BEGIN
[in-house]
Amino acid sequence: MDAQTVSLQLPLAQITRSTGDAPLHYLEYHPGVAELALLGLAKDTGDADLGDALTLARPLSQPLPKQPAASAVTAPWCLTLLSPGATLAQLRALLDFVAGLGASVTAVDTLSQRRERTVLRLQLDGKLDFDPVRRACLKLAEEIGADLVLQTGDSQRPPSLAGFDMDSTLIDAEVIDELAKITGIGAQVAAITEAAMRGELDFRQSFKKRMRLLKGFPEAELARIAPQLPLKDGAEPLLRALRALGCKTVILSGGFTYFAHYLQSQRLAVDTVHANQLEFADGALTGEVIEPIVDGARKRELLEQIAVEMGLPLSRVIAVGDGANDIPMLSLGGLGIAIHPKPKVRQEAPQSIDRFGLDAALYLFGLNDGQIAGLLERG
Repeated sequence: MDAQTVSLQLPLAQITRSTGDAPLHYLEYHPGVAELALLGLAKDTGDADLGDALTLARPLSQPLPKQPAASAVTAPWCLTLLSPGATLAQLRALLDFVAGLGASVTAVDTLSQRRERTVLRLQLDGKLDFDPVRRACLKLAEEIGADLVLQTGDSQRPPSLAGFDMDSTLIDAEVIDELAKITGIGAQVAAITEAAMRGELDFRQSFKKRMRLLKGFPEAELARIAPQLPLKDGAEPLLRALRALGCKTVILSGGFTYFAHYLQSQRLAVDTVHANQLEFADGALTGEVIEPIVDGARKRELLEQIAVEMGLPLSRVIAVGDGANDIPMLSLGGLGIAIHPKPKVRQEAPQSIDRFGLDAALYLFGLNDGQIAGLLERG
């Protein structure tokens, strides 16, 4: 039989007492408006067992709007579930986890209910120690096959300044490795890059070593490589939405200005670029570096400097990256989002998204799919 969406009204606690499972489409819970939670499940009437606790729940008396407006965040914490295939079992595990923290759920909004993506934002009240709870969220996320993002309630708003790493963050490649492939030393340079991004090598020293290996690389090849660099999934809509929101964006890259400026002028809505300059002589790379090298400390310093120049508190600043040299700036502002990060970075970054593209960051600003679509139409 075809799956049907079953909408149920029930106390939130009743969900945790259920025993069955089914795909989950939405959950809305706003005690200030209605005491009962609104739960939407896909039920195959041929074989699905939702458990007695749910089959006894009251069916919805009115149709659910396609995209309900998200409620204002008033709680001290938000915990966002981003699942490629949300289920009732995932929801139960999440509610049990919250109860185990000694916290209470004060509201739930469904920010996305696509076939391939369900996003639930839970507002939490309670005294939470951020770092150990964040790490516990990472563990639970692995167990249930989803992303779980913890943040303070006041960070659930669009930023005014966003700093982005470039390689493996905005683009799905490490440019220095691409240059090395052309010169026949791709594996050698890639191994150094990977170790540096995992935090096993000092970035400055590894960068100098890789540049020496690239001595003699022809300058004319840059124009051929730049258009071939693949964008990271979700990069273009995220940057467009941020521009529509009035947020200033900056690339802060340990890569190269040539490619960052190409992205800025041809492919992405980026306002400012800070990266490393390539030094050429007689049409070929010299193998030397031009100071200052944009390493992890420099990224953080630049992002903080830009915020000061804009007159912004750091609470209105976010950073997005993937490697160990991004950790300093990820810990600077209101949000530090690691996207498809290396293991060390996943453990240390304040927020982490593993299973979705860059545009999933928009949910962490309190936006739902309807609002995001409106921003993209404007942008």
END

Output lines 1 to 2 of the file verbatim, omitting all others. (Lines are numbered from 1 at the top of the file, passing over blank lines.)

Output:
[in-house]
Amino acid sequence: MDAQTVSLQLPLAQITRSTGDAPLHYLEYHPGVAELALLGLAKDTGDADLGDALTLARPLSQPLPKQPAASAVTAPWCLTLLSPGATLAQLRALLDFVAGLGASVTAVDTLSQRRERTVLRLQLDGKLDFDPVRRACLKLAEEIGADLVLQTGDSQRPPSLAGFDMDSTLIDAEVIDELAKITGIGAQVAAITEAAMRGELDFRQSFKKRMRLLKGFPEAELARIAPQLPLKDGAEPLLRALRALGCKTVILSGGFTYFAHYLQSQRLAVDTVHANQLEFADGALTGEVIEPIVDGARKRELLEQIAVEMGLPLSRVIAVGDGANDIPMLSLGGLGIAIHPKPKVRQEAPQSIDRFGLDAALYLFGLNDGQIAGLLERG